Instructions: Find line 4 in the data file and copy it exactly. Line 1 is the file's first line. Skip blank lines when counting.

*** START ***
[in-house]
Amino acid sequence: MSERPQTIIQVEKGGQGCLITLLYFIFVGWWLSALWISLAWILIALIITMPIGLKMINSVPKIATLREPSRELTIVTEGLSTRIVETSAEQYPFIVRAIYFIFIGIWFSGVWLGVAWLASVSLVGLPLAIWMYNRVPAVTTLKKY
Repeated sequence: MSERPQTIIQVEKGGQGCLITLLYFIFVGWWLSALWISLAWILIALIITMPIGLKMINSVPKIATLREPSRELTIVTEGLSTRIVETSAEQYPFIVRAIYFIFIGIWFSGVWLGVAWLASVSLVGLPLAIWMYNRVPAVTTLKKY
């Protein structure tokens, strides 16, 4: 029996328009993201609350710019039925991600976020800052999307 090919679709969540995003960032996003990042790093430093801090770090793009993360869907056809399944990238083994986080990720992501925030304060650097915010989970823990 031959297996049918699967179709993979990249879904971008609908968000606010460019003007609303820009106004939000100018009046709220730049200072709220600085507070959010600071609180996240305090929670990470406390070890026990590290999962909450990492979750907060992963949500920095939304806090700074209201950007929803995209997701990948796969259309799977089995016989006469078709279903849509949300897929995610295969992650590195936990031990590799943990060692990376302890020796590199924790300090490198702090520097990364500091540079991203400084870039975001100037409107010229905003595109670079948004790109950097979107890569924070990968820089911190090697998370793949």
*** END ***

């Protein structure tokens, strides 16, 4: 029996328009993201609350710019039925991600976020800052999307 090919679709969540995003960032996003990042790093430093801090770090793009993360869907056809399944990238083994986080990720992501925030304060650097915010989970823990 031959297996049918699967179709993979990249879904971008609908968000606010460019003007609303820009106004939000100018009046709220730049200072709220600085507070959010600071609180996240305090929670990470406390070890026990590290999962909450990492979750907060992963949500920095939304806090700074209201950007929803995209997701990948796969259309799977089995016989006469078709279903849509949300897929995610295969992650590195936990031990590799943990060692990376302890020796590199924790300090490198702090520097990364500091540079991203400084870039975001100037409107010229905003595109670079948004790109950097979107890569924070990968820089911190090697998370793949």